I found the box with my new IPhone on the drivers’ seat of my car, which I had left unlocked on a trip to town last week.
The UPS driver, recognizing my car from many visits to our driveway, wanted to save himself the long trip out to my house. So he popped it in and drove on.
I find this remarkable on several levels: The fact that I can leave my car unlocked in this small town, without a second thought. The fact that the UPS driver recognizes my car and chooses it as a delivery point. The fact that I can easily get a new IPhone without even having to leave my house.
Maybe you have to be born well before the last millennium to appreciate this. The first folks who settled in the valley that we see from our window wouldn’t be able to comprehend it at all. They had no such thing as a telephone, and they were snowed in for the winter.
It was a day’s long trip into town, what with the long slog through the snow to the highway. For the most part, whatever you had by October was what you got by with until spring.
When Jesus went into the wilderness for 40 days, he fasted and was tempted by the devil. These days, my greatest temptations arrive when I leave this wilderness and go back to a place where shopping is easier.
When we decided to move here, I used to wonder how we would manage in a place where great merchandise was no longer available around the corner or, at most, a few subway stops away. A few decades ago, I would not have dreamed of living in a place like Dubois, partly for that reason. I had no idea what transformation the Internet would bring to our everyday life.
In fact, I can have anything I want, if I’m willing to wait a day or two and pay the shipping costs. When you consider that there’s no income tax in Wyoming, I actually come out ahead.
I’m even farther ahead if you consider that I don’t often find myself wandering into a shop, drawn in by something in the display window, and come out with something I neither need nor really want. I feel this same pull even as close as a trip to nearby Jackson. But here in Dubois, I buy only what I really need.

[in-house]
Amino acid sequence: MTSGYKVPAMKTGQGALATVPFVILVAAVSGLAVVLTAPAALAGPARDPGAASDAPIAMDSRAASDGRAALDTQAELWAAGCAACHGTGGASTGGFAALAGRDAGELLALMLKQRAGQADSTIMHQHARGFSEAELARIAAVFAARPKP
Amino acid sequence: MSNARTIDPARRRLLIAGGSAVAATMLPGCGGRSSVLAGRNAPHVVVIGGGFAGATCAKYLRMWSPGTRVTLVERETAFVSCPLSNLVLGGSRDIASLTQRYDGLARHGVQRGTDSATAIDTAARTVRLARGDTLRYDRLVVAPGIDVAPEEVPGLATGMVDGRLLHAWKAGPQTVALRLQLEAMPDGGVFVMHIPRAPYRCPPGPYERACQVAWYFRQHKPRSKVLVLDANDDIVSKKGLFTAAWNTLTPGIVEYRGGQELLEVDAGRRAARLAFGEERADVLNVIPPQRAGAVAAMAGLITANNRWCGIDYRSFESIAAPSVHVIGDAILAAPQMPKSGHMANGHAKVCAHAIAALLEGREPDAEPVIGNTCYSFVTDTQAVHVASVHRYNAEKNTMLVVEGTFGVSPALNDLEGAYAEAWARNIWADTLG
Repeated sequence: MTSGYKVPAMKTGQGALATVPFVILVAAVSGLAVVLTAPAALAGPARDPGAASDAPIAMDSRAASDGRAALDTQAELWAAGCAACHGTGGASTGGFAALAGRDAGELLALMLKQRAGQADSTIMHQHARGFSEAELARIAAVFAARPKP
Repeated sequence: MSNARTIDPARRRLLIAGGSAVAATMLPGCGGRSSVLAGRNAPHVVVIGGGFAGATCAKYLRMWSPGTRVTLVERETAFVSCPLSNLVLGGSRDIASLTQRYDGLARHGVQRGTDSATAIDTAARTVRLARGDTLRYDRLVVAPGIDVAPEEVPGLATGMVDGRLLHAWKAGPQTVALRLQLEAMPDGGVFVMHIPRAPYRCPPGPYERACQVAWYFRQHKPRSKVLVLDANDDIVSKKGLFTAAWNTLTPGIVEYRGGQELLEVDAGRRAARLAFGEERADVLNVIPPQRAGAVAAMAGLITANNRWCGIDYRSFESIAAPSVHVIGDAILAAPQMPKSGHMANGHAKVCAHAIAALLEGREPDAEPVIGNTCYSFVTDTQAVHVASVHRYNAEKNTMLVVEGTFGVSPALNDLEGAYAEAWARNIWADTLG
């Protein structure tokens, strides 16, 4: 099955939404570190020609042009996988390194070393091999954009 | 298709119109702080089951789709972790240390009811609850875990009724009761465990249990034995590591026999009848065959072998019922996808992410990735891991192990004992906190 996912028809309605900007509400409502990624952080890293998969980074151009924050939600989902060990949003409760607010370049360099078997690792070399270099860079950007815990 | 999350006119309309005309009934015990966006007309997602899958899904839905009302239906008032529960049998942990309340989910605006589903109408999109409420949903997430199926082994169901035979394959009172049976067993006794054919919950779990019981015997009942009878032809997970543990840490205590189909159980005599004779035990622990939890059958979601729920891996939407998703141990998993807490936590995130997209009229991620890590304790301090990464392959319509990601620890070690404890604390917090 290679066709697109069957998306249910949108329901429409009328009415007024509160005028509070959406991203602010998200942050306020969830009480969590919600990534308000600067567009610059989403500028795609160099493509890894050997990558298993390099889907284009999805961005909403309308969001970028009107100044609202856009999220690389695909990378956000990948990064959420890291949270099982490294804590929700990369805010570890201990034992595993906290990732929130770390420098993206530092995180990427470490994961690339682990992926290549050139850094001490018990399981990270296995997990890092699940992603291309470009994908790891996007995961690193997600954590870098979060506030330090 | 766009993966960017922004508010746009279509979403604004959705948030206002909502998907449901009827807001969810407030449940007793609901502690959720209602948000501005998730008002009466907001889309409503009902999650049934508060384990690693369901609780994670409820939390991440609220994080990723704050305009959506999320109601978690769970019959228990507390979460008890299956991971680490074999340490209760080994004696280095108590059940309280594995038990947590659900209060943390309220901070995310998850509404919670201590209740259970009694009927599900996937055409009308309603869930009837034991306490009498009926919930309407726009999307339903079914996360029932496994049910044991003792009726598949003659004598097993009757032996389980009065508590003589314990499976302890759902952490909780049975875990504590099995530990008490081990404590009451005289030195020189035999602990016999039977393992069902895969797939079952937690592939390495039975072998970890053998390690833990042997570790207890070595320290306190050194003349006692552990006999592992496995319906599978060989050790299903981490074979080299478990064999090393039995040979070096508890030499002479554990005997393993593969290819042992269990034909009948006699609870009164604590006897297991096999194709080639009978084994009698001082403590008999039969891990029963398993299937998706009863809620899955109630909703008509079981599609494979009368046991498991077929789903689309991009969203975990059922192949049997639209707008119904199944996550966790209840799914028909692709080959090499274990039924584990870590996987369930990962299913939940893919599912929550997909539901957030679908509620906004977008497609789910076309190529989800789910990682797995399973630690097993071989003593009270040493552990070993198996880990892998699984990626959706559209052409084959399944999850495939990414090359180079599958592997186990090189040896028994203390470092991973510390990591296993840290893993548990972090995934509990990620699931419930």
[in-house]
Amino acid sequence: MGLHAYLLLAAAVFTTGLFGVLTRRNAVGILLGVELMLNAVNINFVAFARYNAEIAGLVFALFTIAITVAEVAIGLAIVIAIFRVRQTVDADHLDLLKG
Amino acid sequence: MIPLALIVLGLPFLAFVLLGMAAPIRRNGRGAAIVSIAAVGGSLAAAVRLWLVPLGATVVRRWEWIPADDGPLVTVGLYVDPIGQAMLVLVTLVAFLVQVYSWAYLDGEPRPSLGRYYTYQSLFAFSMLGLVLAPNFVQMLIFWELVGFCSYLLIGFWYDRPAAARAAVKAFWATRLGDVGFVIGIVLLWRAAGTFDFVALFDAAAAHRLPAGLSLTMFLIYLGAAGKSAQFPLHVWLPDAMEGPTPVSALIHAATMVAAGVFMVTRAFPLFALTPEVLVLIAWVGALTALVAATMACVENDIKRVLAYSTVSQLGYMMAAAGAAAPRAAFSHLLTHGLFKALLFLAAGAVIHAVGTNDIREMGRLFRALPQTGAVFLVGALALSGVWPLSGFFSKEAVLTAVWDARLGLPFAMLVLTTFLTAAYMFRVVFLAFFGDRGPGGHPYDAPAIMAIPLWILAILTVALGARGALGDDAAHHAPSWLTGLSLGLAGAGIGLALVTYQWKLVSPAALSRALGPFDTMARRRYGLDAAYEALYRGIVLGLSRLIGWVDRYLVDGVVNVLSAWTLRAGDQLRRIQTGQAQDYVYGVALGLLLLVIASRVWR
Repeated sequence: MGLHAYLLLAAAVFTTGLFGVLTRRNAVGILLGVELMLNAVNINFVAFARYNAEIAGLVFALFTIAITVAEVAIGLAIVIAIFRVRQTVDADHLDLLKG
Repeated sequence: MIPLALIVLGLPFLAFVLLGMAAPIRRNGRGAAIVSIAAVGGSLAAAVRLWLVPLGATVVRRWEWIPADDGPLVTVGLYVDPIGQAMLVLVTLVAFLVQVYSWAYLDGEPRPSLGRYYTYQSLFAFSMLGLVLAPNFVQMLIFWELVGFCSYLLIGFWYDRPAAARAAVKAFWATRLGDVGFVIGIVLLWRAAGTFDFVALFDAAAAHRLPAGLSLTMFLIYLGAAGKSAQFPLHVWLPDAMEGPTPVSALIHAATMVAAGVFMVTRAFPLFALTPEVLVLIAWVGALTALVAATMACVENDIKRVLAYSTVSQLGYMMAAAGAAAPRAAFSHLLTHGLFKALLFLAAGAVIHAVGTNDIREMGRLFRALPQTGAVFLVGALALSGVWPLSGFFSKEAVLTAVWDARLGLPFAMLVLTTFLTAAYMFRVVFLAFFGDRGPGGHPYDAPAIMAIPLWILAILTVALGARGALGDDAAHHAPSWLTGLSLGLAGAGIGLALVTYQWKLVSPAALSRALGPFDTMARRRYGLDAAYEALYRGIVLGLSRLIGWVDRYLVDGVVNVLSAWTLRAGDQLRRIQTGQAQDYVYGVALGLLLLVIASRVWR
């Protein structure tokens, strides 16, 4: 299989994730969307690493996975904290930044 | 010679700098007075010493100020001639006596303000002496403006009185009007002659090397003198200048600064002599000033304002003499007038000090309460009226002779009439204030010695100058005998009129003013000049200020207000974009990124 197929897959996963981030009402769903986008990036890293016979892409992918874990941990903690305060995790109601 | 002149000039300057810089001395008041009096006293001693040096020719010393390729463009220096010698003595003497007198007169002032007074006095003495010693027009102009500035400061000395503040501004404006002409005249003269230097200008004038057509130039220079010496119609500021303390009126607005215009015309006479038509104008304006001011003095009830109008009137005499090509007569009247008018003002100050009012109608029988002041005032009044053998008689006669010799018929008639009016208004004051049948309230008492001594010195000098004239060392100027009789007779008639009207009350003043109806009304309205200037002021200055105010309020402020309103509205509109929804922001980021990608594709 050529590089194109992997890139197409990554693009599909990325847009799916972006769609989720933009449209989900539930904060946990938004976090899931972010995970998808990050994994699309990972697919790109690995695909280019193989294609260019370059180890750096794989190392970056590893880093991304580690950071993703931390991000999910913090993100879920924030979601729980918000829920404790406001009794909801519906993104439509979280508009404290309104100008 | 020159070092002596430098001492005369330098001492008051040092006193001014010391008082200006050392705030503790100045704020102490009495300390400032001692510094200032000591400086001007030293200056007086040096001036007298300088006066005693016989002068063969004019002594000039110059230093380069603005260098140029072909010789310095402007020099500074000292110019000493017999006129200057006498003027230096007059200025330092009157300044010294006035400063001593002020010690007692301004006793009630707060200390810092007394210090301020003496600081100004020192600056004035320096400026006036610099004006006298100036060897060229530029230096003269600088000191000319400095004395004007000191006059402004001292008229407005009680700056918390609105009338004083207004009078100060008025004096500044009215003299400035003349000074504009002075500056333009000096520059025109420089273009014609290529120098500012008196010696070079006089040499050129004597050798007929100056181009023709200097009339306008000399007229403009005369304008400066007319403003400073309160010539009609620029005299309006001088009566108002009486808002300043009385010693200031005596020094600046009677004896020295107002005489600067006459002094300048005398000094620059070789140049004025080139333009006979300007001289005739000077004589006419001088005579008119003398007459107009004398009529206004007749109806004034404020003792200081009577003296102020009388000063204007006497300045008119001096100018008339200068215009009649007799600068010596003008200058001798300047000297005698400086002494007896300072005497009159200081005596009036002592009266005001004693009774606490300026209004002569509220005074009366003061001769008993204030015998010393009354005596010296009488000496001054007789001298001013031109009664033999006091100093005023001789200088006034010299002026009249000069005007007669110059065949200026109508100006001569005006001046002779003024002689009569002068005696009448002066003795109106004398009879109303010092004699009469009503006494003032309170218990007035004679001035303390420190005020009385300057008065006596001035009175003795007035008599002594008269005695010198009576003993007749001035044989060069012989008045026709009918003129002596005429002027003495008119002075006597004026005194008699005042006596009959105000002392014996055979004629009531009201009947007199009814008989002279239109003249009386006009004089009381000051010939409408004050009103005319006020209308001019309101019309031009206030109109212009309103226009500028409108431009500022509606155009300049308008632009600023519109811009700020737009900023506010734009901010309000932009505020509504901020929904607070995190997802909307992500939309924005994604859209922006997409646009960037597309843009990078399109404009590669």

And given crowd-sourced reviews on the Internet, I usually wind up with the best product — not whatever brand happens to be in stock in the store I’m in.
Rather than paying (what is it now?) $20 each to watch whatever latest movie is on the big screen in the cinema two blocks away, we now troll around Netflix and the Roku channel. Thus we often catch truly wonderful films, either great obscure independents or big-screen features that we missed when they first came out.
A few nights ago, it was Night Train to Lisbon, an intriguing story and a wonderful mini-vacation, an escape to a distant city I visited long ago.
The next evening it was Finding Forrester with Sean Connery, a few hours’ enjoyable return to the world of New York City that I’ve left behind. All this with a glass of wine in hand and some healthy popcorn for free.
We don’t even have to leave behind some of the best that we enjoyed in that city. There on my kitchen counter is a bag of the best coffee beans we have ever found, fresh (well, since frozen) from Sahadi’s, our former go-to Middle Eastern market on Atlantic Avenue in Brooklyn. We place an order on sahadis.com, and find it at our doorstep a few days later — along with the same olives, nuts, spices, and gourmet teas we used to enjoy in our kitchen back in New York.
Sahadi’s was one of the few things I thought I would miss from my former life in the city. But I don’t.
And I can hike or snowshoe around the corner, rather than just shopping. How we are blessed.
© Lois Wingerson, 2018
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